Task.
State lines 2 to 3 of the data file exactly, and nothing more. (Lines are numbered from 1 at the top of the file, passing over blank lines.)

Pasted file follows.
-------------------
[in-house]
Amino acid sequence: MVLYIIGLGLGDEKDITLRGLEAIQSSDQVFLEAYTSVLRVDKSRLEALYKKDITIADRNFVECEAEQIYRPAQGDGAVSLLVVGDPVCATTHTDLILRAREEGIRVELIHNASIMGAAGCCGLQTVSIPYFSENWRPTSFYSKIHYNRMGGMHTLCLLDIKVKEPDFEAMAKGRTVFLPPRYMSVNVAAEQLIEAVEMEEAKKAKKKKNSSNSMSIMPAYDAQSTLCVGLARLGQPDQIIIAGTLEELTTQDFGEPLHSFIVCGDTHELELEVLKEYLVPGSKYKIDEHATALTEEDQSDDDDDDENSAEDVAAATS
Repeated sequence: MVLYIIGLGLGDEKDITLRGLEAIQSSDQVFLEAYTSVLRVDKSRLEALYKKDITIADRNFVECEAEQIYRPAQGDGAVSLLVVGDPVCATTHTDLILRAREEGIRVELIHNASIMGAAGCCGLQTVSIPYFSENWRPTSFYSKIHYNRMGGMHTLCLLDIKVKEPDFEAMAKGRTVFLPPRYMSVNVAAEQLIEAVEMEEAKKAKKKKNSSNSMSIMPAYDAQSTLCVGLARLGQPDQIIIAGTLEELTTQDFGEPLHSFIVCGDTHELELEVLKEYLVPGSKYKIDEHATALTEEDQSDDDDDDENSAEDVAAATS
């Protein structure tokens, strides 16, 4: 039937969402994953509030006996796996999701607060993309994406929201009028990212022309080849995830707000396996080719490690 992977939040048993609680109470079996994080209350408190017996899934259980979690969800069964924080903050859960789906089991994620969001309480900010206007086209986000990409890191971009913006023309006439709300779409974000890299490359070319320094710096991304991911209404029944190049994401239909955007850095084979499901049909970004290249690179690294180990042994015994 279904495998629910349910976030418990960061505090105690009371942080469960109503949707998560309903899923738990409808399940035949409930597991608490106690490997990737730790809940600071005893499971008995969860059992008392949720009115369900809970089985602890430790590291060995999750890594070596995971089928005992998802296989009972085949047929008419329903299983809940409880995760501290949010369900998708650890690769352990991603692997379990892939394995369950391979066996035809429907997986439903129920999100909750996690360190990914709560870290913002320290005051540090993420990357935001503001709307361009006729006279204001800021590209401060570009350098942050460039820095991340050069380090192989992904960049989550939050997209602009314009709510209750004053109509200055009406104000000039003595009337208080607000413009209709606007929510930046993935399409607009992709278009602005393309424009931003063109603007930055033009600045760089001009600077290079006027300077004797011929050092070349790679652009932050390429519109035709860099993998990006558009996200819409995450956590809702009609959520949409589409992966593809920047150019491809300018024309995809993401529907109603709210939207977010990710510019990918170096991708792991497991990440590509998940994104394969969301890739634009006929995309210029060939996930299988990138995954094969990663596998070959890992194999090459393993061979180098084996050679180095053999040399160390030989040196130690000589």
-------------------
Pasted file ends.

Amino acid sequence: MVLYIIGLGLGDEKDITLRGLEAIQSSDQVFLEAYTSVLRVDKSRLEALYKKDITIADRNFVECEAEQIYRPAQGDGAVSLLVVGDPVCATTHTDLILRAREEGIRVELIHNASIMGAAGCCGLQTVSIPYFSENWRPTSFYSKIHYNRMGGMHTLCLLDIKVKEPDFEAMAKGRTVFLPPRYMSVNVAAEQLIEAVEMEEAKKAKKKKNSSNSMSIMPAYDAQSTLCVGLARLGQPDQIIIAGTLEELTTQDFGEPLHSFIVCGDTHELELEVLKEYLVPGSKYKIDEHATALTEEDQSDDDDDDENSAEDVAAATS
Repeated sequence: MVLYIIGLGLGDEKDITLRGLEAIQSSDQVFLEAYTSVLRVDKSRLEALYKKDITIADRNFVECEAEQIYRPAQGDGAVSLLVVGDPVCATTHTDLILRAREEGIRVELIHNASIMGAAGCCGLQTVSIPYFSENWRPTSFYSKIHYNRMGGMHTLCLLDIKVKEPDFEAMAKGRTVFLPPRYMSVNVAAEQLIEAVEMEEAKKAKKKKNSSNSMSIMPAYDAQSTLCVGLARLGQPDQIIIAGTLEELTTQDFGEPLHSFIVCGDTHELELEVLKEYLVPGSKYKIDEHATALTEEDQSDDDDDDENSAEDVAAATS